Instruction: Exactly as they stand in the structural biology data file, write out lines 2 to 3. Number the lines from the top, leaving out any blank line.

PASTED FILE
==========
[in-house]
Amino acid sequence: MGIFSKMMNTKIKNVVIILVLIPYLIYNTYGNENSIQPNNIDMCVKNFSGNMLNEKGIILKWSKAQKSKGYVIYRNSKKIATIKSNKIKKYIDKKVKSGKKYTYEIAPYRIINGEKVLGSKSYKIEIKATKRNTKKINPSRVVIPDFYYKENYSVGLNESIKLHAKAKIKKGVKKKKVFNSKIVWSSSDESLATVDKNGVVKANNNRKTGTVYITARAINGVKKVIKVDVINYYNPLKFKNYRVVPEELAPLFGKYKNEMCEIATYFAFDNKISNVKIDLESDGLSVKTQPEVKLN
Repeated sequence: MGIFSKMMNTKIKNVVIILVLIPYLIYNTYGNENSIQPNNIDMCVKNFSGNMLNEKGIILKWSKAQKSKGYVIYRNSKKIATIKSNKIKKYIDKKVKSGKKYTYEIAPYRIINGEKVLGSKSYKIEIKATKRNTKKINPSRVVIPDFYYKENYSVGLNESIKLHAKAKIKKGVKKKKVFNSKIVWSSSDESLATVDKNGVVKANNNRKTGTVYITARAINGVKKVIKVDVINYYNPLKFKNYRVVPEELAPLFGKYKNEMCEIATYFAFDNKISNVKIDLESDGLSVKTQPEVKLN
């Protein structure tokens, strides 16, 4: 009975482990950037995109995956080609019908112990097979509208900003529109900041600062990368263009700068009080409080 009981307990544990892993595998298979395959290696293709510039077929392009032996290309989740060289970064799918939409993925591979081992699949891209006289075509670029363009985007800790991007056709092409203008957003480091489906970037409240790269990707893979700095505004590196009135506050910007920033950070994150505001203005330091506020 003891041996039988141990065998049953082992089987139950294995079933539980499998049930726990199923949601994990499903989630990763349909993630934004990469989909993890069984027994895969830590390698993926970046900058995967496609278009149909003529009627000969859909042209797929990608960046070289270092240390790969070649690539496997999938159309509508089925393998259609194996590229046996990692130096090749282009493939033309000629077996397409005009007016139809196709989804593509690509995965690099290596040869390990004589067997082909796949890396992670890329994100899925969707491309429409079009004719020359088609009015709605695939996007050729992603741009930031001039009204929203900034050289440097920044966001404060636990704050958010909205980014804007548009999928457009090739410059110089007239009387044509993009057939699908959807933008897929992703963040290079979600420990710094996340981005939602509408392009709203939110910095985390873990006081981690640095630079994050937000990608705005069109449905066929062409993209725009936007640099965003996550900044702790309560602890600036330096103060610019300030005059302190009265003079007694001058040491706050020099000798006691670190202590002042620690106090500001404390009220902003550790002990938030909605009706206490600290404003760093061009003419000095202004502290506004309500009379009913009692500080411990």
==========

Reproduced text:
Amino acid sequence: MGIFSKMMNTKIKNVVIILVLIPYLIYNTYGNENSIQPNNIDMCVKNFSGNMLNEKGIILKWSKAQKSKGYVIYRNSKKIATIKSNKIKKYIDKKVKSGKKYTYEIAPYRIINGEKVLGSKSYKIEIKATKRNTKKINPSRVVIPDFYYKENYSVGLNESIKLHAKAKIKKGVKKKKVFNSKIVWSSSDESLATVDKNGVVKANNNRKTGTVYITARAINGVKKVIKVDVINYYNPLKFKNYRVVPEELAPLFGKYKNEMCEIATYFAFDNKISNVKIDLESDGLSVKTQPEVKLN
Repeated sequence: MGIFSKMMNTKIKNVVIILVLIPYLIYNTYGNENSIQPNNIDMCVKNFSGNMLNEKGIILKWSKAQKSKGYVIYRNSKKIATIKSNKIKKYIDKKVKSGKKYTYEIAPYRIINGEKVLGSKSYKIEIKATKRNTKKINPSRVVIPDFYYKENYSVGLNESIKLHAKAKIKKGVKKKKVFNSKIVWSSSDESLATVDKNGVVKANNNRKTGTVYITARAINGVKKVIKVDVINYYNPLKFKNYRVVPEELAPLFGKYKNEMCEIATYFAFDNKISNVKIDLESDGLSVKTQPEVKLN